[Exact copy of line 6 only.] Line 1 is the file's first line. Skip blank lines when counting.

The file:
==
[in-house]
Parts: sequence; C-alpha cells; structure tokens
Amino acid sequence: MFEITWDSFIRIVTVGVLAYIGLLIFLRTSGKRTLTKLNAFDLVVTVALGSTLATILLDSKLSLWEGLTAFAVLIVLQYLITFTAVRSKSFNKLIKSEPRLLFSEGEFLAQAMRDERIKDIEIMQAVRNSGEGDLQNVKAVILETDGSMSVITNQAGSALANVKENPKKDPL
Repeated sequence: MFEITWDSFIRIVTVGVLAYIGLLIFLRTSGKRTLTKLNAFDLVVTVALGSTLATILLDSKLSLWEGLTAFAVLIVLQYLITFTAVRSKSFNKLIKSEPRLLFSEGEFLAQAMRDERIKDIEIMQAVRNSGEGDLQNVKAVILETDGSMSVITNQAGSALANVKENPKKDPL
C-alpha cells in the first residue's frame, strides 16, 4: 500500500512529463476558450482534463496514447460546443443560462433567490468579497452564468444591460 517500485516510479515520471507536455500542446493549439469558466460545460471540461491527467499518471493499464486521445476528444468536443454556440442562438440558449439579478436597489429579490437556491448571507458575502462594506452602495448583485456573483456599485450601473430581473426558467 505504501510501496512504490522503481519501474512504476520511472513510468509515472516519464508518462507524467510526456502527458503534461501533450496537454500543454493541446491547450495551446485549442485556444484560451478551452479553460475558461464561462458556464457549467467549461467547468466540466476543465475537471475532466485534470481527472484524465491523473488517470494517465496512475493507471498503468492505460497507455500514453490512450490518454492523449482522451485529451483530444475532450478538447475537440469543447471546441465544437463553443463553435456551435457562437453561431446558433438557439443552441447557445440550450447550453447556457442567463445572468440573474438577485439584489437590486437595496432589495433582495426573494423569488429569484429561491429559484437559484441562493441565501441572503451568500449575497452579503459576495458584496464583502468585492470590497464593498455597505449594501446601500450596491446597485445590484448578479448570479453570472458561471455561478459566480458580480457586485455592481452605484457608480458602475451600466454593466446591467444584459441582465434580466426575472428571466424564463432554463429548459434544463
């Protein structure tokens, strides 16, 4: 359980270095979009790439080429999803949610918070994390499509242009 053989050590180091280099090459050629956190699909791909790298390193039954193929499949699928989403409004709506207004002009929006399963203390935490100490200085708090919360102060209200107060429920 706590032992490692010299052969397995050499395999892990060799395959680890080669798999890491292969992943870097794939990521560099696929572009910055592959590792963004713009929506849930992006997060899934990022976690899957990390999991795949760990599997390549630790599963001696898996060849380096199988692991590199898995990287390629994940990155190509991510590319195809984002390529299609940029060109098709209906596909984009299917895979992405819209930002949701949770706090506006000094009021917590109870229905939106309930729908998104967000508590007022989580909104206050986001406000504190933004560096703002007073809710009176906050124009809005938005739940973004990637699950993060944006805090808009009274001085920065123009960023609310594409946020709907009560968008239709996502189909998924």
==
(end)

């Protein structure tokens, strides 16, 4: 359980270095979009790439080429999803949610918070994390499509242009 053989050590180091280099090459050629956190699909791909790298390193039954193929499949699928989403409004709506207004002009929006399963203390935490100490200085708090919360102060209200107060429920 706590032992490692010299052969397995050499395999892990060799395959680890080669798999890491292969992943870097794939990521560099696929572009910055592959590792963004713009929506849930992006997060899934990022976690899957990390999991795949760990599997390549630790599963001696898996060849380096199988692991590199898995990287390629994940990155190509991510590319195809984002390529299609940029060109098709209906596909984009299917895979992405819209930002949701949770706090506006000094009021917590109870229905939106309930729908998104967000508590007022989580909104206050986001406000504190933004560096703002007073809710009176906050124009809005938005739940973004990637699950993060944006805090808009009274001085920065123009960023609310594409946020709907009560968008239709996502189909998924």